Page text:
This was one excellent pizza, and it wouldn’t seem entirely unfamiliar on a Louisville table. It was fair-size, enough to cover a large dinner plate, and it was almost paper-thin. It was topped with just a thin paint-coat of tomato sauce, a subtle portion of tender, creamy mozzarella and, in this Roman pie, salty fresh anchovies, not canned, sprinkled with a hearty dash of aromatic dried oregano. All the flavors and textures were harmonious, the base was crisp and cracker-thin with smoky char marks from the wood-burning oven, as flavorful as fine Italian bread. A gentle drizzle of fine, green olive oil over the top of the finished pie put the icing, so to speak, on the cake.

I ate the whole thing — a feat that would have been impossible with a piled-high Louisville pie — and came home with the details stored in blissful memory.

But could I replicate that memory in Louisville? When I’m in the mood for real Italian pizza without the American-immigrant accretions, can I buy it over the counter in the Derby City, or must I make my own?

I’m pleased to report that at least a few local pizzerias come close, and one or two just about hit the bull’s eye.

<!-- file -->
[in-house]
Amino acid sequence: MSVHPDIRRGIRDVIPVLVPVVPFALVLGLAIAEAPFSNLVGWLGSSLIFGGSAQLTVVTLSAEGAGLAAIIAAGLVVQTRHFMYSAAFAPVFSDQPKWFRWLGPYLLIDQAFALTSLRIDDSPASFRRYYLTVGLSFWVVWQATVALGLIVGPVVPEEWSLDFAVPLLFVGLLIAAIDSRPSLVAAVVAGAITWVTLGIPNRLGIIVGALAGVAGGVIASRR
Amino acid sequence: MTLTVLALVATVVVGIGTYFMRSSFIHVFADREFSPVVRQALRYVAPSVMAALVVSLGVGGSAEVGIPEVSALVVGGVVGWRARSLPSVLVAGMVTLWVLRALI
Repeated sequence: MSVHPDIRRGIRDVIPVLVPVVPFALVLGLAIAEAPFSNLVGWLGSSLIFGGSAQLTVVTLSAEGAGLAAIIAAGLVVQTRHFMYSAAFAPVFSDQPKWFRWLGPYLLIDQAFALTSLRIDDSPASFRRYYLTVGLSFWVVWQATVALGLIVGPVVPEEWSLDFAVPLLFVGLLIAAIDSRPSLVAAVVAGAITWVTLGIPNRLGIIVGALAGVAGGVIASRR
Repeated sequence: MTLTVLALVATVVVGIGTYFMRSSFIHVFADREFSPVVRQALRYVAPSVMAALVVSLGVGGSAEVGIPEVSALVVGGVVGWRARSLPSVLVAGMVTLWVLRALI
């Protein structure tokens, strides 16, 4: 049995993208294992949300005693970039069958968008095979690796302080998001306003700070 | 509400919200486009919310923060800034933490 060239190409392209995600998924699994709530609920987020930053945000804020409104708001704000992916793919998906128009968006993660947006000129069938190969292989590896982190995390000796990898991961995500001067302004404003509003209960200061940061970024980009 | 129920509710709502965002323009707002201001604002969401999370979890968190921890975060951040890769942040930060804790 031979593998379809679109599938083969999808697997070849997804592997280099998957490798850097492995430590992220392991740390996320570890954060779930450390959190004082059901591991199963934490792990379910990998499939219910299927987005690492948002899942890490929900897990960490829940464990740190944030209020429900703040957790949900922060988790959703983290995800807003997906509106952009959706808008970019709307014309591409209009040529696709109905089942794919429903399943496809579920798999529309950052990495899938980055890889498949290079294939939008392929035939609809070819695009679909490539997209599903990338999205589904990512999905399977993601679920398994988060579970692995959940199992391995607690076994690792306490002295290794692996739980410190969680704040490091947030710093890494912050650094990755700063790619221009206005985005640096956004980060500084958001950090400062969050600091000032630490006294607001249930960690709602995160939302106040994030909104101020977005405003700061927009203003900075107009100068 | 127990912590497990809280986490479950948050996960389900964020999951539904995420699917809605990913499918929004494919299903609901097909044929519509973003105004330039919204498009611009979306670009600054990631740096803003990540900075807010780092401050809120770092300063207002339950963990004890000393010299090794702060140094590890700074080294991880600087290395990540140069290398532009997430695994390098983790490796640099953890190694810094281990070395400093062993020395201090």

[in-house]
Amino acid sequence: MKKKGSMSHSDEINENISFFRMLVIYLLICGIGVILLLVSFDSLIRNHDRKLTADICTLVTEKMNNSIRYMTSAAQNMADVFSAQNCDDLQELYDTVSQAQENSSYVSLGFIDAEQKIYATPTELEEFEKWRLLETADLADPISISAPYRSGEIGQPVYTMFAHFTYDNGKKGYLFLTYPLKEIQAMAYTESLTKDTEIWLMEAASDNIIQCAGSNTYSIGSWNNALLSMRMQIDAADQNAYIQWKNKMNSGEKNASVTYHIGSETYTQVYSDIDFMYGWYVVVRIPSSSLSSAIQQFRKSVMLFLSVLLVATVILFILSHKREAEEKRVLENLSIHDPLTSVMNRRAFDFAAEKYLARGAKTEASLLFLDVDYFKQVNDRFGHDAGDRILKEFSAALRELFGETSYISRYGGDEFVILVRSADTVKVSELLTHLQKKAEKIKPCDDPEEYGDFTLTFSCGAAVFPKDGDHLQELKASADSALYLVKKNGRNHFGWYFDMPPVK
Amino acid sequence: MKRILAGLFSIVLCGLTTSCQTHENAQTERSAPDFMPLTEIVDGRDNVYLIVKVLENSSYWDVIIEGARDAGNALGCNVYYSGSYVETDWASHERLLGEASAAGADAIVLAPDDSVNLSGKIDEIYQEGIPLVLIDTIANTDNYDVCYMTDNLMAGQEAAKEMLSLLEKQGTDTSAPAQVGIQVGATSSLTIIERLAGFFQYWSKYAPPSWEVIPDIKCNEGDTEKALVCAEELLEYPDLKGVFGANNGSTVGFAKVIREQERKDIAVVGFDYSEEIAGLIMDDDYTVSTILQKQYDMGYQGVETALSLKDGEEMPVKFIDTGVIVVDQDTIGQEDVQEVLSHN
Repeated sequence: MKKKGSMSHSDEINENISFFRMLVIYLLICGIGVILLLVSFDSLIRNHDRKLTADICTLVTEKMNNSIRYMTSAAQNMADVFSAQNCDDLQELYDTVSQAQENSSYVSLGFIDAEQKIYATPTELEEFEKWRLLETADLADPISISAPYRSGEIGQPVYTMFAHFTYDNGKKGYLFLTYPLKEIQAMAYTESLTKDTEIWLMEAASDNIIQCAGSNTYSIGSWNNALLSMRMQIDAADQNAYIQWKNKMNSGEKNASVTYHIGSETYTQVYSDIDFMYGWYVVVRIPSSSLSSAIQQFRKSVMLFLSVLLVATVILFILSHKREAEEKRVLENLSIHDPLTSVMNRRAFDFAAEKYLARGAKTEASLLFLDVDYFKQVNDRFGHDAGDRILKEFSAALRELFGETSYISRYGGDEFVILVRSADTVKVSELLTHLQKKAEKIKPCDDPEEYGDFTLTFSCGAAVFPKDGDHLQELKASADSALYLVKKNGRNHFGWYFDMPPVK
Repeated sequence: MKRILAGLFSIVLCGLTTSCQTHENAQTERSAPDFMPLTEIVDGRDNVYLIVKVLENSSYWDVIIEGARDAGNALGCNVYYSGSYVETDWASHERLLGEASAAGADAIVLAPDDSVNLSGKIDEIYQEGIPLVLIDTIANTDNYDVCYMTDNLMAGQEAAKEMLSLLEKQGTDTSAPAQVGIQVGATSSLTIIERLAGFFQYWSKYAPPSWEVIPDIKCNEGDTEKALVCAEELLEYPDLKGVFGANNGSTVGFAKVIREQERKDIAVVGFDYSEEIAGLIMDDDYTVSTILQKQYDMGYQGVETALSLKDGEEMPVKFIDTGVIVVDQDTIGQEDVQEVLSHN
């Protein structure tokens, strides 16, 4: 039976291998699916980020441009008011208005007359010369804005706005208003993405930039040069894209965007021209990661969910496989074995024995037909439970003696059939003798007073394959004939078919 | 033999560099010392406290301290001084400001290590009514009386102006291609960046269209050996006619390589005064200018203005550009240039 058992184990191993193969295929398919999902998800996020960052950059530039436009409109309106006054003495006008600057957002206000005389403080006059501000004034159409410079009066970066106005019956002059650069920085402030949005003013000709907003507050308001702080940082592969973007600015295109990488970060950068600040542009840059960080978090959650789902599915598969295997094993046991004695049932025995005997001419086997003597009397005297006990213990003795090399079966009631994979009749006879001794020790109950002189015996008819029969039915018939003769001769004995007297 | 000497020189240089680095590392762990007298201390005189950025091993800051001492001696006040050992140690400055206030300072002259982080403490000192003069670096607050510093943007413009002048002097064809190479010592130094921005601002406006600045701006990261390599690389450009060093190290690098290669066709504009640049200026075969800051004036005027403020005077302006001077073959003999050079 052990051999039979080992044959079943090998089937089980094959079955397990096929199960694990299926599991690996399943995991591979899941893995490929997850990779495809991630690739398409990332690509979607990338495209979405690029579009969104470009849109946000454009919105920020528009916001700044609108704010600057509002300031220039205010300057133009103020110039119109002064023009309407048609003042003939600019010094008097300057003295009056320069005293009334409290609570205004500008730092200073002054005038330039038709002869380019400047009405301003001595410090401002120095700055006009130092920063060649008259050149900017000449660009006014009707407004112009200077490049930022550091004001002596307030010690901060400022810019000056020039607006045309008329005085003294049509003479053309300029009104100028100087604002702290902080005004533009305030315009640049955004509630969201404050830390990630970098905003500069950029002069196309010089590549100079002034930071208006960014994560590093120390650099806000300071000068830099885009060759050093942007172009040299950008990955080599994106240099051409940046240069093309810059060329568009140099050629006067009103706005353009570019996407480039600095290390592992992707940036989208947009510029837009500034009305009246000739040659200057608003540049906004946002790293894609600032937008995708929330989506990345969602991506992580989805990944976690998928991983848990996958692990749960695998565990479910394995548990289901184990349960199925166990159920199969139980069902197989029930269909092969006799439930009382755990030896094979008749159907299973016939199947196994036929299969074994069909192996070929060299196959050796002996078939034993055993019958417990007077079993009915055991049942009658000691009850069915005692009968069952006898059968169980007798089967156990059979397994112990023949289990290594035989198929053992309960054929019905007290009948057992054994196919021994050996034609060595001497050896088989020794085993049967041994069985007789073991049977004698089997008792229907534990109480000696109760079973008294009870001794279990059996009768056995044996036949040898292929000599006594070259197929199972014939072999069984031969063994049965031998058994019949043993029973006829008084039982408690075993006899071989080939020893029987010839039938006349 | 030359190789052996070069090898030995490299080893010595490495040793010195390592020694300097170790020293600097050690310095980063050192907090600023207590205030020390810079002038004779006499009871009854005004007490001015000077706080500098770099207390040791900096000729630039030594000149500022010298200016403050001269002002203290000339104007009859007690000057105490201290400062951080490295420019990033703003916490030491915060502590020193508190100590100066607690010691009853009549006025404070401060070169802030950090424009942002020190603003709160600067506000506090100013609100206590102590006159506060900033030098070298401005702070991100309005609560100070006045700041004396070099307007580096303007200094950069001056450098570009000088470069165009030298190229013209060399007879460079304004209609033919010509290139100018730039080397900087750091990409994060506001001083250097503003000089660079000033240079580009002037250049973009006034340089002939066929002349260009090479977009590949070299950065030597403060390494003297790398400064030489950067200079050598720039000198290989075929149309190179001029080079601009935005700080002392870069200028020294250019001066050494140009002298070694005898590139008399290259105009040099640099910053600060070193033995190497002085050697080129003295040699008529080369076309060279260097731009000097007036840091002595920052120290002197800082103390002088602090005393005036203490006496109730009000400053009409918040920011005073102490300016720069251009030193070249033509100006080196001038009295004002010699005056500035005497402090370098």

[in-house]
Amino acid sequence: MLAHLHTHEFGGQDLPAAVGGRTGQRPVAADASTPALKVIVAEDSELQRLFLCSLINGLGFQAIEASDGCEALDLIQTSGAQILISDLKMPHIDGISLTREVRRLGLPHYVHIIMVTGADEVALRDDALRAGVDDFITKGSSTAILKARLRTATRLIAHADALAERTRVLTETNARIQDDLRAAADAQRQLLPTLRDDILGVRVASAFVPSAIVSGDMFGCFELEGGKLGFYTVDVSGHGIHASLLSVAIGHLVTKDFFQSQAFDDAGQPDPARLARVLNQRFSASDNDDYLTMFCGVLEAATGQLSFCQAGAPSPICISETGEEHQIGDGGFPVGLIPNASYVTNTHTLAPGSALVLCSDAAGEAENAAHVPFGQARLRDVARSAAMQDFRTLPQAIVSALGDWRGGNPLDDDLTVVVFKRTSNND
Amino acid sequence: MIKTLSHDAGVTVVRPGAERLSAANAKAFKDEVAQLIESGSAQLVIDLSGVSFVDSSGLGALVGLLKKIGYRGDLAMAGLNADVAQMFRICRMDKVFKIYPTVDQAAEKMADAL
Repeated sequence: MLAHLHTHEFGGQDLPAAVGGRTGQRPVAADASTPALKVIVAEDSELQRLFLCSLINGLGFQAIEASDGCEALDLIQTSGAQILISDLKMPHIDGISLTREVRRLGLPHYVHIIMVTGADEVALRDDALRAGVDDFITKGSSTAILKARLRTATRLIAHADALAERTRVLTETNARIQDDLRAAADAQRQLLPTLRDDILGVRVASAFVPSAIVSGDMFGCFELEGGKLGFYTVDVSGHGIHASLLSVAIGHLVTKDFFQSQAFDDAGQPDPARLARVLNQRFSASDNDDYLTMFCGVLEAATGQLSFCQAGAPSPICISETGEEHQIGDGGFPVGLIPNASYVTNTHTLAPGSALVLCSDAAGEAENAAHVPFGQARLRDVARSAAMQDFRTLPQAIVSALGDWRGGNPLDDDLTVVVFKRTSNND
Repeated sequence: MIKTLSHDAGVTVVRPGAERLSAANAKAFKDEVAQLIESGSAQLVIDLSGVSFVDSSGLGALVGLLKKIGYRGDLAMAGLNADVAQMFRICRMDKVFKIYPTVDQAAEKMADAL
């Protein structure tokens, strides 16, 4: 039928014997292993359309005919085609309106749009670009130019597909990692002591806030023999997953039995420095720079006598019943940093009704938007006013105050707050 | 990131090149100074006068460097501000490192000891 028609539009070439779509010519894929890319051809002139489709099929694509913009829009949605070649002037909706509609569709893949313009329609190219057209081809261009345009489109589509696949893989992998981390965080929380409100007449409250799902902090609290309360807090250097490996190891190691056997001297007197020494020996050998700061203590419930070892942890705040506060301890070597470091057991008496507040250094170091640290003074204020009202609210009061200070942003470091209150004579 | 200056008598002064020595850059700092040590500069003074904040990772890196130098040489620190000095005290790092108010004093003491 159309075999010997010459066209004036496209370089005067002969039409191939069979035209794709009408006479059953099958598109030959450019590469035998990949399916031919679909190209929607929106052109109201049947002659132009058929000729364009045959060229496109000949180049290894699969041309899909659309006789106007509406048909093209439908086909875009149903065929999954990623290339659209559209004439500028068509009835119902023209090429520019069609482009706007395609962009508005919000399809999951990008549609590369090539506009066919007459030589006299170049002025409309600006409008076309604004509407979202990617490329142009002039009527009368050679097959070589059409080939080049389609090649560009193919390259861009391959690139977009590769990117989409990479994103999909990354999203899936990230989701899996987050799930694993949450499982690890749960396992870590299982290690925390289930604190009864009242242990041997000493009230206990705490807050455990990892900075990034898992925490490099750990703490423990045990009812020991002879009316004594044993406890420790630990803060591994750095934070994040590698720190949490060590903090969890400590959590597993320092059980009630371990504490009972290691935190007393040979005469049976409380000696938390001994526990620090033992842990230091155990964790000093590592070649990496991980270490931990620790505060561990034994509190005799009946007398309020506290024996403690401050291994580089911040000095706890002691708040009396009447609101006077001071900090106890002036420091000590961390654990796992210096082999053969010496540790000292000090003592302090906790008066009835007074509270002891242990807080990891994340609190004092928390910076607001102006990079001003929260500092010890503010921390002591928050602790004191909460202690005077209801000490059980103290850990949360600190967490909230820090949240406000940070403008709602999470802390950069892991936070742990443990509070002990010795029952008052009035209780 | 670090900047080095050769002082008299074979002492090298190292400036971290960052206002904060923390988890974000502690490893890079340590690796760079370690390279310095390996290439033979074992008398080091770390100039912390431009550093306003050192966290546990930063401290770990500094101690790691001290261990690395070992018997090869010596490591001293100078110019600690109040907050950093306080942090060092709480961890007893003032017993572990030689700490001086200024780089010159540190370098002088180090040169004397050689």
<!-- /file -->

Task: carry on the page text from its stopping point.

The most authentic Italian pizza in Louisville is the simple, wood-oven pie that Bim Deitrich offers at Primo, although Primo is hardly a pizzeria — it ranks among the best, and certainly among the most authentic, Italian restaurants in town. But the pizzas — directly descended from those at Deitrich’s old Allo Spiedo — could come close to making the grade in Naples.

From a list of about a dozen options, we chose the Bianconcini ($12), a combo surprisingly similar to the pie I had enjoyed in Verona. Thin but cracker-crisp, with seductive golden-brown woodsmoke marks on the dough, it was topped with sliced Roma tomatoes, fresh white anchovies and oregano, prudent amounts of creamy melted mozzarella, aromatic oregano and, for a touch of excitement, a shake of red-pepper flakes.

(We were in strictly to audition the pizza, but I’d be remiss if I didn’t mention Primo’s Cozze en Brodo mussels ($8), a remarkable soup that contains well more than a dozen fresh, fat mussels in a seductively aromatic broth scented with fennel, curry and smoked paprika. Or the impressive and attractively priced all-Italian wine list.)

Primo

445 E. Market St.

583-1808

www.primorestaurant.net

 

Another favorite Louisville pizzeria is Tony Boombozz, now with three locations in the metro. Frankly, although Boombozz has earned a ton of prizes in local pizza competitions — and owner Tony Palombino will go to Naples to represent the United States in the World Pizza Cup in Naples this month — I’ve always thought of it as an excellent American pie with a hint of breezy California in its Kentucky accent.